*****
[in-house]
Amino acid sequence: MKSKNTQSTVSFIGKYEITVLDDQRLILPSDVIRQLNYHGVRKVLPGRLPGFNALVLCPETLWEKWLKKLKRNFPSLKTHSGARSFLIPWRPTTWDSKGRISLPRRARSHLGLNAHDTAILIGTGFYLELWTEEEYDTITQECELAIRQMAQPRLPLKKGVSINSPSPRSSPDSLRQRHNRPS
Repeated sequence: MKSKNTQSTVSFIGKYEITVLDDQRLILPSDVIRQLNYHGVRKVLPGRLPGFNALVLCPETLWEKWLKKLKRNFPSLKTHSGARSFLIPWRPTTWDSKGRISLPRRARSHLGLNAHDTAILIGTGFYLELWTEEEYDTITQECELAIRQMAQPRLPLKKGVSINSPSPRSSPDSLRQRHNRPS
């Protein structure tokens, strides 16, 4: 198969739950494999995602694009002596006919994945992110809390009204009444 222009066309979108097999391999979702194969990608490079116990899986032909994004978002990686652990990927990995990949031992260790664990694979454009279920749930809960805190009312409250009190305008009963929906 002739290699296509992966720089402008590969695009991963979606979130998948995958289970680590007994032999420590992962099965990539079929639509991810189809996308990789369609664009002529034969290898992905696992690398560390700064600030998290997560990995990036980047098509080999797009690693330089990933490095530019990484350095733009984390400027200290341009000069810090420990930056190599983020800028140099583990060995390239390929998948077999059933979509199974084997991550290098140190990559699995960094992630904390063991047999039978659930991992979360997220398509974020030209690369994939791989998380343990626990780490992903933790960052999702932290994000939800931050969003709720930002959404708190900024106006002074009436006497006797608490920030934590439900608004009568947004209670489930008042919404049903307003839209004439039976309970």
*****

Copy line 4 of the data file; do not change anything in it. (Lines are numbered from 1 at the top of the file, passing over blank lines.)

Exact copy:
């Protein structure tokens, strides 16, 4: 198969739950494999995602694009002596006919994945992110809390009204009444 222009066309979108097999391999979702194969990608490079116990899986032909994004978002990686652990990927990995990949031992260790664990694979454009279920749930809960805190009312409250009190305008009963929906 002739290699296509992966720089402008590969695009991963979606979130998948995958289970680590007994032999420590992962099965990539079929639509991810189809996308990789369609664009002529034969290898992905696992690398560390700064600030998290997560990995990036980047098509080999797009690693330089990933490095530019990484350095733009984390400027200290341009000069810090420990930056190599983020800028140099583990060995390239390929998948077999059933979509199974084997991550290098140190990559699995960094992630904390063991047999039978659930991992979360997220398509974020030209690369994939791989998380343990626990780490992903933790960052999702932290994000939800931050969003709720930002959404708190900024106006002074009436006497006797608490920030934590439900608004009568947004209670489930008042919404049903307003839209004439039976309970």